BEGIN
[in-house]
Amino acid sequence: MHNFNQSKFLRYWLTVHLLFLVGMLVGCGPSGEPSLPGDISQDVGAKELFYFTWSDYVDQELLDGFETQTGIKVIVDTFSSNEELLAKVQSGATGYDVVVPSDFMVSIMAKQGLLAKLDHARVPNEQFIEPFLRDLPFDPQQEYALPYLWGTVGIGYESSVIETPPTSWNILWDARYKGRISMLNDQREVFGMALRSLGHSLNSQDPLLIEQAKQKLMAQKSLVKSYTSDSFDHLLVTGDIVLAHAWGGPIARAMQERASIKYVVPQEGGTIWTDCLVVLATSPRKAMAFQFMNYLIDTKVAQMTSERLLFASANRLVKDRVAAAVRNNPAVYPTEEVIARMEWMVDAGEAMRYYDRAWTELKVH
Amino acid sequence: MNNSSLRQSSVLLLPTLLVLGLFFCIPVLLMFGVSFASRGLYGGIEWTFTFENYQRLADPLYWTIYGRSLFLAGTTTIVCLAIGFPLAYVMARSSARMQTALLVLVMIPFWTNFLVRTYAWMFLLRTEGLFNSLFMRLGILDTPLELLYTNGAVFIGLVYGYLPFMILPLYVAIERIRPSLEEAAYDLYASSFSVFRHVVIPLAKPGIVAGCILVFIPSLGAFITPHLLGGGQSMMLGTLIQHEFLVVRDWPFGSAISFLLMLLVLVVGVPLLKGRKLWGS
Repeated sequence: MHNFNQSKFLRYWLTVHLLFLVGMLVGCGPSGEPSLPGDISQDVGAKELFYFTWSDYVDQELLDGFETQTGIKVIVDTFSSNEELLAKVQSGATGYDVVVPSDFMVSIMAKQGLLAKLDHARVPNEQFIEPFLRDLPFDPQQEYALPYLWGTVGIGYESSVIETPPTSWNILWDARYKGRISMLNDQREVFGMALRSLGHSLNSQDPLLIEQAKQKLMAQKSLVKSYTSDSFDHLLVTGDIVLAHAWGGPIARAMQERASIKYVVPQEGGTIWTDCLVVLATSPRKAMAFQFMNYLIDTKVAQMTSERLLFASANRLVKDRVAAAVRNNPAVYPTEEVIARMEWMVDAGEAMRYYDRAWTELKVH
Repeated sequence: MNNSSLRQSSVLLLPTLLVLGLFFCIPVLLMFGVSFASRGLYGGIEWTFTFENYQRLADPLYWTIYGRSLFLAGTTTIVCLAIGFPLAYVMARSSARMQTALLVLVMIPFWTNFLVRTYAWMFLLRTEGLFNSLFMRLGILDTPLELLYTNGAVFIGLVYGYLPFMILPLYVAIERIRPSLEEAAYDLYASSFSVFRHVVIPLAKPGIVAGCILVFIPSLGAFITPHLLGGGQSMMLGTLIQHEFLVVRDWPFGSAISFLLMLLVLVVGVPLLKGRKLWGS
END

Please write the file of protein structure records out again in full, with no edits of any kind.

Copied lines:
[in-house]
Amino acid sequence: MHNFNQSKFLRYWLTVHLLFLVGMLVGCGPSGEPSLPGDISQDVGAKELFYFTWSDYVDQELLDGFETQTGIKVIVDTFSSNEELLAKVQSGATGYDVVVPSDFMVSIMAKQGLLAKLDHARVPNEQFIEPFLRDLPFDPQQEYALPYLWGTVGIGYESSVIETPPTSWNILWDARYKGRISMLNDQREVFGMALRSLGHSLNSQDPLLIEQAKQKLMAQKSLVKSYTSDSFDHLLVTGDIVLAHAWGGPIARAMQERASIKYVVPQEGGTIWTDCLVVLATSPRKAMAFQFMNYLIDTKVAQMTSERLLFASANRLVKDRVAAAVRNNPAVYPTEEVIARMEWMVDAGEAMRYYDRAWTELKVH
Amino acid sequence: MNNSSLRQSSVLLLPTLLVLGLFFCIPVLLMFGVSFASRGLYGGIEWTFTFENYQRLADPLYWTIYGRSLFLAGTTTIVCLAIGFPLAYVMARSSARMQTALLVLVMIPFWTNFLVRTYAWMFLLRTEGLFNSLFMRLGILDTPLELLYTNGAVFIGLVYGYLPFMILPLYVAIERIRPSLEEAAYDLYASSFSVFRHVVIPLAKPGIVAGCILVFIPSLGAFITPHLLGGGQSMMLGTLIQHEFLVVRDWPFGSAISFLLMLLVLVVGVPLLKGRKLWGS
Repeated sequence: MHNFNQSKFLRYWLTVHLLFLVGMLVGCGPSGEPSLPGDISQDVGAKELFYFTWSDYVDQELLDGFETQTGIKVIVDTFSSNEELLAKVQSGATGYDVVVPSDFMVSIMAKQGLLAKLDHARVPNEQFIEPFLRDLPFDPQQEYALPYLWGTVGIGYESSVIETPPTSWNILWDARYKGRISMLNDQREVFGMALRSLGHSLNSQDPLLIEQAKQKLMAQKSLVKSYTSDSFDHLLVTGDIVLAHAWGGPIARAMQERASIKYVVPQEGGTIWTDCLVVLATSPRKAMAFQFMNYLIDTKVAQMTSERLLFASANRLVKDRVAAAVRNNPAVYPTEEVIARMEWMVDAGEAMRYYDRAWTELKVH
Repeated sequence: MNNSSLRQSSVLLLPTLLVLGLFFCIPVLLMFGVSFASRGLYGGIEWTFTFENYQRLADPLYWTIYGRSLFLAGTTTIVCLAIGFPLAYVMARSSARMQTALLVLVMIPFWTNFLVRTYAWMFLLRTEGLFNSLFMRLGILDTPLELLYTNGAVFIGLVYGYLPFMILPLYVAIERIRPSLEEAAYDLYASSFSVFRHVVIPLAKPGIVAGCILVFIPSLGAFITPHLLGGGQSMMLGTLIQHEFLVVRDWPFGSAISFLLMLLVLVVGVPLLKGRKLWGS